In this photo released by the civil defense unit of the state government of Jalisco, the eruption plume from the initial stage of the powerful vulcanian explosion at Colima volcano on May 23, 2005, has been captured on film. The collapsing eruption column loaded with ash and rock fragments has not yet fully developed, but the flanks of the volcano are already covered by the impacts of ballistics. (AP Photo/Proteccion Civil del estado de Jalisco-HO)
Stratovolcano 3850 m / 12,631 ft
Western Mexico, 19.51°N / -103.62°W
Colima webcams / live data
Colima volcano eruptions:
1519, 1560, 1576, 1585, 1590, 1602(?), 1606, 1611-1613, 1622, 1690, 1711, 1743(?), 1744, 1749(?),1769, 1770, 1771, 1780, 1794, 1795, 1804, 1806-1809, 1818, 1819, 1866, 1869, 1870-71, 1872-73, 1874, 1875-78, 1879-80, 1880-81, 1882-84, 1885-1886, 1887, 1889-90, 1890, 1891-92, 1893-1902, 1903, 1904-1906, 1908-09, 1913, 1926-1931(?), 1941(?), 1957-1960, 1961-62, 1963-70, 1973(?), 1975-76, 1977-1982, 1983(?), 1985-86, 1987, 1988(?), 1991, 1994, 1997-2011, 2013
Typical eruption style:
Dominantly explosive. Construction of lava domes, vulcanian eruptions and strombolian activity. In near-constant activity since 1994.
Last earthquakes nearby
Sunday, Sep 21, 2014
Viscous lava flow on Colima's SW flank on 20 Sep 2014 (photo: Juan Carlos Gavilanes Ruiz / facebook)
The volcano's activity has picked up again recently. A new viscous lava flow has started to descend on the volcano's SW flank. ...more
Saturday, Sep 06, 2014
Steam plume from Colima volcano yesterday (image: @tapirofoto)
Although not making headlines, the volcano has remained quite active during the past months. The attached photo by Tapiro (@tapirofoto / twitter
, taken yesterday morning, shows intense degassing at the volcano with possibly some ash in the plume.
Thursday, Apr 10, 2014
Incandescent avalanche at Colima on 4 April (photo: Sergio Tapiro Velasc)
Weak explosive and effusive activity continues at the slowly growing viscous lava dome of the volcano. Occasionally, explosions and/or small rockfalls from the dome produce incandescent avalanches that reach 1-2 km distance on the steep slope.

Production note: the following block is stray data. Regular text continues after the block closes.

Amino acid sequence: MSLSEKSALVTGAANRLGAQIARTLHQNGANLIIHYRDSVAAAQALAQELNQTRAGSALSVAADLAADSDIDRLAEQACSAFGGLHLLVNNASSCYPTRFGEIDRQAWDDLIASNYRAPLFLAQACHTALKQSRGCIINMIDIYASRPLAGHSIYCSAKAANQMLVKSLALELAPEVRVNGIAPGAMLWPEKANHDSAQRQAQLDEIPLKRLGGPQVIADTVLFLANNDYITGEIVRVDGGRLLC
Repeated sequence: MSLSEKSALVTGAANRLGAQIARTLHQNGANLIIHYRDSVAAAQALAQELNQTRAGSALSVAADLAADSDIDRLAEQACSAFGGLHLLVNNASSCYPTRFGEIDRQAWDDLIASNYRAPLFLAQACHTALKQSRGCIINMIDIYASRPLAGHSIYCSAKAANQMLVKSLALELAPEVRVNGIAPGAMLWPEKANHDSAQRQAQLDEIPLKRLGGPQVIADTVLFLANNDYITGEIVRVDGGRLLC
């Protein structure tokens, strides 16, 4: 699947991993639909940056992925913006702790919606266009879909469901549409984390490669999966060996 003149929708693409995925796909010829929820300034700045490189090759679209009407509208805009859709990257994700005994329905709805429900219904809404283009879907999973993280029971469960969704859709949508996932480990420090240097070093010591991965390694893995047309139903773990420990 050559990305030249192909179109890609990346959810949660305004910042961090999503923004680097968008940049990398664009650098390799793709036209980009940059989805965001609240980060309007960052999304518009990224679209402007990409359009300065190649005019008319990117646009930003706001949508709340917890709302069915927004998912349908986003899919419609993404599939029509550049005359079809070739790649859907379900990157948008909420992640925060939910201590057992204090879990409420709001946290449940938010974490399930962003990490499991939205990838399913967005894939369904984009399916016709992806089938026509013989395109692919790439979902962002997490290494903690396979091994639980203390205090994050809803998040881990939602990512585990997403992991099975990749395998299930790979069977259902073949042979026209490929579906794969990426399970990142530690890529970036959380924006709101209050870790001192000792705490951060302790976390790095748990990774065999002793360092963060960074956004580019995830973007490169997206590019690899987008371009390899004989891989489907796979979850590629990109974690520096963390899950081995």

Thursday, Mar 20, 2014
Forcasted ash from Colima volcano (VAAC Washington)
The volcano produced a series of small ash puffs last night (23:00 GMT). VAAC Washington alerted of low ash plumes beneath flight level 150 (15,000 ft / 4.5 km altitude) drifting east from the volcano.
Tuesday, Mar 11, 2014
Aerial view of Colima volcano on 7 March, showing the viscous lava dome at the summit (photo: Proteccion Civil Jalisco Uepcbj / facebook)
Mild effusive and explosive activity continue at the volcano. A recent overflight made by the Civil Protection's fire fighting department of Jalisco (UEPCBJ) showed no significant changes in the summit area of the volcano. A flat mass of viscous lava is slowly extruding and overspilling on the western and southern sides of the upper cone, causing incandescent avalanches sometimes visible at night. Intermittent explosions with ash emission also continue to occur.
Wednesday, Jan 22, 2014
Colima's western flank seen during an overflight a week ago (Unidad Estatal de Protección Civil y Bomberos, Jalisco)
The volcano produces small explosions (reportedly 7-12 daily) generating small ash plumes up to about 1 km high. ...more
Colima volcano is one of the most active in Central America and one of the potentially most dangerous ones. It has had more than 30 periods of eruptions since 1585, including several significant eruptions in the late 1990s. Scientific monitoring of the volcano began 20 years ago.
The Colima volcanic complex is the most prominent volcanic center of the western Mexican Volcanic Belt. It consists of two southward-younging volcanoes, Nevado de Colima (the 4320 m high point of the complex) on the north and the 3850-m-high historically active Volcán de Colima at the south.
A group of cinder cones of probable late-Pleistocene age is located on the floor of the Colima graben west and east of the Colima complex. Volcán de Colima (also known as Volcán Fuego) is a youthful stratovolcano constructed within a 5-km-wide caldera, breached to the south, that has been the source of large debris avalanches. Major slope failures have occurred repeatedly from both the Nevado and Colima cones, and have produced a thick apron of debris-avalanche deposits on three sides of the complex. Frequent historical eruptions date back to the 16th century. Occasional major explosive eruptions (most recently in 1913) have destroyed the summit and left a deep, steep-sided crater that was slowly refilled and then overtopped by lava dome growth.
Source: GVP, Smithsonian Institute - Colima information
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